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Young guns for Everest and the 7 summits: Part I of III
17:23 p.m. EST Feb 13, 2004
This year there are two young folks going for Everest as part of their quest for the seven summits. Today we’re publishing part one of an interview with Dan Lochner, a 21 year old who plans to have the seven summits completed this fall by the time he’s turned 22 (Dan’s got Everest and Vinson to go). Coincidentally, there’s another young guy going for the 7 seven summits who lives just down the road, 22 year old Britton Keeshan – he’s only got Everest left.

The current record for the youngest 7 summiter belongs to Japanese climber Atsushi Yamada, who completed the feat at 23 years, 9 days. Both are on target to break the current record.

So Dan turns 22 in May and could potentially be 22 years and 7 months at the completion of his 7 summits – Vinson is typically summited in December or January. A local newspaper has Britton Keeshan, “eclipsing the previous record by 6 months,” if he makes it. If you do that math, that means if Britton makes it this May on Everest, he’ll be roughly 22 years and 6 months old. It’ll be very close to see who becomes the youngest to summit all 7.

An ExplorersWeb interview with Dan Lochner:
Today, part one: The first climbs, the Seven Summits, Everest and age
Sunday, part two: The funds, the family and sailing to Vinson
Monday, part three: Alone on Aconcagua, training for Everest

Part one: The first climbs, the Seven Summits, Everest and age

ExWeb: Dan, how'd you get into this at such a young age? You've mentioned that in the beginning you'd done some climbing in the Northeast?

Dan: I began rock climbing in the Northeast while on a summer camp back in junior high. After, I climbed Mount Blue in Maine, a small 3,000ft peak I believe, with my Father and really enjoyed it. However, that was about the extent of my climbing experience other than climbing practically every forest tower in Minnesota while camping and growing up there.. So knowing very little about mountaineering, I enrolled in a weeklong mountaineering course in the Alaskan range after my spring semester to learn the intricacies of mountaineering.

One week later, after I finished my training, I joined a commercial expedition attempting the summit of Denali. After three weeks, I reached the summit. Since Denali, I have taken my senior year off from the University of Richmond and have been training and climbing the remaining six peaks of the Seven Summits. To date, I have climbed five; Denali, Aconcagua, Elbrus, Kilimanjaro, and Kosciuszko. Since Denali, I have personally been financially planning and guiding each expedition on my own and/or with my climbing partner.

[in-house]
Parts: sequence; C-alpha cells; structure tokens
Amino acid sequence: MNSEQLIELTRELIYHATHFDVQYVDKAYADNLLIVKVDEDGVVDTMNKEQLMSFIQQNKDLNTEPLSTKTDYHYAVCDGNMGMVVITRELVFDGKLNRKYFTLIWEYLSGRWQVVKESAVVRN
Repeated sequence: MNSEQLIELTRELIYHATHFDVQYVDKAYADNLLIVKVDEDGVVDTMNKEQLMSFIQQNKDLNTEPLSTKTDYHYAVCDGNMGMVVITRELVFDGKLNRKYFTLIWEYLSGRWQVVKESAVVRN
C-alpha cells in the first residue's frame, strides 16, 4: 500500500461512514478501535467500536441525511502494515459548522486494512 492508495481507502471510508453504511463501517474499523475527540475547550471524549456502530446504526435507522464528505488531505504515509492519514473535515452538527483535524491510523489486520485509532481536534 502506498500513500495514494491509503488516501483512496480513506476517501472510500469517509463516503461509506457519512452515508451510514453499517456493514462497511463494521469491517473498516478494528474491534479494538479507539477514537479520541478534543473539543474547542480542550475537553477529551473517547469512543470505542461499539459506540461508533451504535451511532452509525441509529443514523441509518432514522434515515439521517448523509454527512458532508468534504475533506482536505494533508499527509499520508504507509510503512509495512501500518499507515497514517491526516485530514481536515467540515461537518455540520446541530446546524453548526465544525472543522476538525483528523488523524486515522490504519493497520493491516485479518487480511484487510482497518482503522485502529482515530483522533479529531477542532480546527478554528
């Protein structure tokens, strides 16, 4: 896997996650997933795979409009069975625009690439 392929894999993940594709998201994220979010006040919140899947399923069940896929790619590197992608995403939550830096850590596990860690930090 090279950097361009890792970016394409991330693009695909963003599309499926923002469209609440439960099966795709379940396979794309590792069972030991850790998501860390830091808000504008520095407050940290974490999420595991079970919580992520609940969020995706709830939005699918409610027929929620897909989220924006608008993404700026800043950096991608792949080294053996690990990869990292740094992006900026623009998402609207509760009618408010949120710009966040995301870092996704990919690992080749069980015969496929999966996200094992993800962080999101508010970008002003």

ExWeb: Why the Seven Summits?

Dan: I became interested in the Seven Summit after speaking with a friend who invited me to join in on a Kilimanjaro climb. Although I was not able to go with him, it sparked my interest in the Seven Summits.

My motivation for choosing to climb the Seven Summits was sparked by the fact that the youngest person who successfully completed this mountain group was 23 years, 9 days, a record I was confident I could top. I chose such a goal because I believed it would greatly assist my fundraising effort through the media exposure I would receive, thereby amplifying the amount of funds I could raise for prostate cancer.

During my 2003 spring semester at the University of Richmond, my Uncle was diagnosed with prostate cancer, in addition to my Grandfather, who was already fighting the disease. Weeks later, my other Grandfather was diagnosed with prostate cancer, which was later confirmed to be colon cancer. In an effort to support my family, I decided to embark on a quest to climb the Seven Summits to assist in fundraising for the research and awareness of prostate cancer.

ExWeb: How old were you when you realized that Everest could and would be a reality for you?

Dan: Last year, at age 21, I decided that Everest was within my grasp after reaching the summit of Denali. In saying this, I am confident I have the athletic ability and maturing to attempt the summit of Everest. However the question of whether I can and will reach the summit will depend on my health and willpower, but nonetheless, I believe, God will decide my outcome.

ExWeb: There typically aren't too many early 20 year olds on Everest during season. How do you feel about being so young and also about being on a relatively small expedition?

Dan: Age is not a factor for me in terms of my climb outside of my aim to become the youngest to complete the Seven Summits. Age, in a sense, is an arbitrary number that does not hold much significance after a certain point other than to relative one person to another in broad terms. More importantly, I believe, are qualities such as teamwork, judgment, strategy, knowledge and humility.

I enjoy climbing in pairs, especially with my partner, Dan Meggitt, who I completely trust and enjoy being around. Climbing in a small expedition, I believe, makes a climb less complicated and more pure.

Sunday: Part two - The funds, the family and sailing to Vinson

Image of Dan from his Denali expedition courtesy of Oath7.com.

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